Cone processing went smoothly, the only interruptions being a park official who fired up a front-end loader just to drive 20 yards over to me to tell me to move my car; a friendly couple with a tiny threadbare dog; and a jogger who was enthused to meet another arachnophile and recommended I check out the woodpile behind the outhouse if I wanted to find some “Zayante tarantulas” or black widows. He also kindly alerted me to the presence of a doe and two yearlings nearby.
|...some cones on grass.|
|Some cones on sand...|
It wasn’t until I was leaving with my haul of 12 pine cone spiders
(a whopping four of which I collected using the peel method) that I learned that I should have had a permit to collect in this park. Oops. Well, at least I had been careful to stay out of the designated sensitive area.
The day's catch was mostly comprised of juvenile salticids and gnaphosids, including several Micaria sp. ant mimics. But unlike my other Santa Cruz Co. sites to date, which had been teeming with Oecobius sp., I only collected one here.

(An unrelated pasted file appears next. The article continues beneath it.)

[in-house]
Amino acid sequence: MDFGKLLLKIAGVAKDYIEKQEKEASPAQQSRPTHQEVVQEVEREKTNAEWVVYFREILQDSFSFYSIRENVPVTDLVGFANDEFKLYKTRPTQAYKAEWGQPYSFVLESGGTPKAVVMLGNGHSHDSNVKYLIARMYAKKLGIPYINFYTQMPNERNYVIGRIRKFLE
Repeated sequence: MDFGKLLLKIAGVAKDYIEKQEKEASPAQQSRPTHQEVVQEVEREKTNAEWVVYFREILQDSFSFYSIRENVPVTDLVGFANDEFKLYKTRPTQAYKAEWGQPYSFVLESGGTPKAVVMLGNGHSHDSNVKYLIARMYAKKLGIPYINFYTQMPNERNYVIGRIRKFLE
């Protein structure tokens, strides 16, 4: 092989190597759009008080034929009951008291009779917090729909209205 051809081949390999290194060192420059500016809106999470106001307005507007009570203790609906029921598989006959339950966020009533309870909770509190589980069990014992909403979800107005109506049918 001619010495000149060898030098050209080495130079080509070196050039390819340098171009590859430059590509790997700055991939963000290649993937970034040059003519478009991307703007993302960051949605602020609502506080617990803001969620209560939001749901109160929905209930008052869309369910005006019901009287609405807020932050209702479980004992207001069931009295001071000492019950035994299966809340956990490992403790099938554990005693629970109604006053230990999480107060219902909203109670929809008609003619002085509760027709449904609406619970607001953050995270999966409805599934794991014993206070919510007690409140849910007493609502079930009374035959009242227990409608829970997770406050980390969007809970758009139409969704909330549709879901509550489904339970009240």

|...had fuzzy palps.|
|This red and black juvenile salticid...|
On the way home I decided to make use of the remaining daylight to cruise the area for potential future collecting sites. A ponderosa pine-rimmed public baseball diamond snuggled up against a pine woods along Graham Hill Road seemed like the most promising next spot. Next to that was a gated Quarry Road, which seemed to have potential. I also followed Whispering Pines Drive through suburban Felton and was pleasantly surprised to find that there were indeed ponderosa pines on that street. People of the pine-free Pine Flat Road in Bonny Doon, take note! Sadly, as is the rule in human-dominated landscapes, local landowners had removed virtually every fallen cone, even from the roadway.
|An actual pine at the intersection of Whispering Pines and Pinecone streets.|